|Publication number||US4158852 A|
|Application number||US 05/904,777|
|Publication date||Jun 19, 1979|
|Filing date||May 11, 1978|
|Priority date||May 11, 1978|
|Also published as||CA1113599A1, DE2919164A1, DE2919164B2, DE2919164C3|
|Publication number||05904777, 904777, US 4158852 A, US 4158852A, US-A-4158852, US4158852 A, US4158852A|
|Inventors||Wayne E. Harlan|
|Original Assignee||Rca Corporation|
|Export Citation||BiBTeX, EndNote, RefMan|
|Patent Citations (4), Referenced by (4), Classifications (7), Legal Events (1)|
|External Links: USPTO, USPTO Assignment, Espacenet|
The present invention relates generally to video signal processing apparatus, and particularly to a novel video signal translating stage of an advantageous form facilitating both delay distortion compensation and amplitude-versus-frequency response control for a video signal channel.
In typical apparatus for reproducing images in response to broadcast television signals, the processing of the received signal information includes amplification at intermediate frequencies in an IF amplifier having a non-linear delay-versus-frequency characteristic. In the absence of compensation for such delay distortion in a color television receiver, for example, luminance signals are subject to differential phase errors which introduce undesired distortions of the reproduced color image. It is accordingly desirable to incorporate some form of delay distortion compensation in the luminance signal channel of a color television receiver.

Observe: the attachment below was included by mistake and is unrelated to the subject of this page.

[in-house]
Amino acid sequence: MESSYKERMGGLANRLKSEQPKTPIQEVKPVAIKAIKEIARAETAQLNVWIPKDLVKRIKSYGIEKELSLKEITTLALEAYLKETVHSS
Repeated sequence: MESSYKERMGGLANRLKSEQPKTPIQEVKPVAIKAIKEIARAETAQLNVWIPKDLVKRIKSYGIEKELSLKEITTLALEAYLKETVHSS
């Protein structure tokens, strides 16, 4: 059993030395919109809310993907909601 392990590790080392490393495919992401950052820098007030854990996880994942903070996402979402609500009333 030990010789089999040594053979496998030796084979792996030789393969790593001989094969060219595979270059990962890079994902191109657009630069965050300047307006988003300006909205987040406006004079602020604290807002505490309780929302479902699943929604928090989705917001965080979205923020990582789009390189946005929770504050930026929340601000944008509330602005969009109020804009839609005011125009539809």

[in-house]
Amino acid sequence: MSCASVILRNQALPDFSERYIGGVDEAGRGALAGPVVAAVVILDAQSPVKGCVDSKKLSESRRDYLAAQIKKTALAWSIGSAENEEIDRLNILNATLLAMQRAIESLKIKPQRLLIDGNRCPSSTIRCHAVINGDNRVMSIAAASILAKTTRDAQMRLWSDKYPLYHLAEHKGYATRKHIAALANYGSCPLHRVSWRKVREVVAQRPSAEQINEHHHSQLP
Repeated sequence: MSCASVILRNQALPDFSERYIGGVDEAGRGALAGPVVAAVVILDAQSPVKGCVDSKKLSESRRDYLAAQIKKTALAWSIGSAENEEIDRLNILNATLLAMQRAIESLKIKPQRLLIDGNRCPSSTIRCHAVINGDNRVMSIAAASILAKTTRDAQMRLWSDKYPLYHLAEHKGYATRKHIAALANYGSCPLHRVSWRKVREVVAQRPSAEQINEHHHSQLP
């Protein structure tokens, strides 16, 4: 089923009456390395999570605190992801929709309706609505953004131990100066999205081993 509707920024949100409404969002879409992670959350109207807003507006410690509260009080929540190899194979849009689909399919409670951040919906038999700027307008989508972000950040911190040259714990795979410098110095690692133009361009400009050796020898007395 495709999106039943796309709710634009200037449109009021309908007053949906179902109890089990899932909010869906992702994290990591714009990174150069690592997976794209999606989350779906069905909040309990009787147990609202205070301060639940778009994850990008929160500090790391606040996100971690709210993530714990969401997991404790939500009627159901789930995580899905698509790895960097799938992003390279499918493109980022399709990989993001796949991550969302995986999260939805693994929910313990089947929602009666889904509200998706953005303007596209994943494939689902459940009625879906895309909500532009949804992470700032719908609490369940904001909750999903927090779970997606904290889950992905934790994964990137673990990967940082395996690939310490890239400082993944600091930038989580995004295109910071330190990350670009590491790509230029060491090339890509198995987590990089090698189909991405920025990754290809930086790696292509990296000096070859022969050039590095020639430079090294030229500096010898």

Another problem faced in the design of color television receivers is the capacitive load presented to video signal drive circuits by the color kinescope employed for image reproduction, which tends to depress response to the higher frequency components of the luminance signal. To compensate for such high frequency response depression, it is desirable to provide some form of "peaking," introducing a compensatory elevation of response to high frequency luminance signal components in a stage of the luminance signal channel preceeding the kinescope drivers. However, under certain signal receiving conditions, such as reception of a weak, noisy signal, it is desirable to provide the viewer with a facility for reducing or eliminating the "peaking" effect so as to reduce noise visibility. Accordingly, provision of a viewer-adjustable peaking control is appropriate. In accordance with the principles of the present invention, a video signal translating stage of relatively simple form provides both of the aforementioned delay distortion compensation and adjustable peaking control functions in a manner allowing a response control over a desired range by the peaking adjustments while maintaining the effect of the desired delay distortion compensation.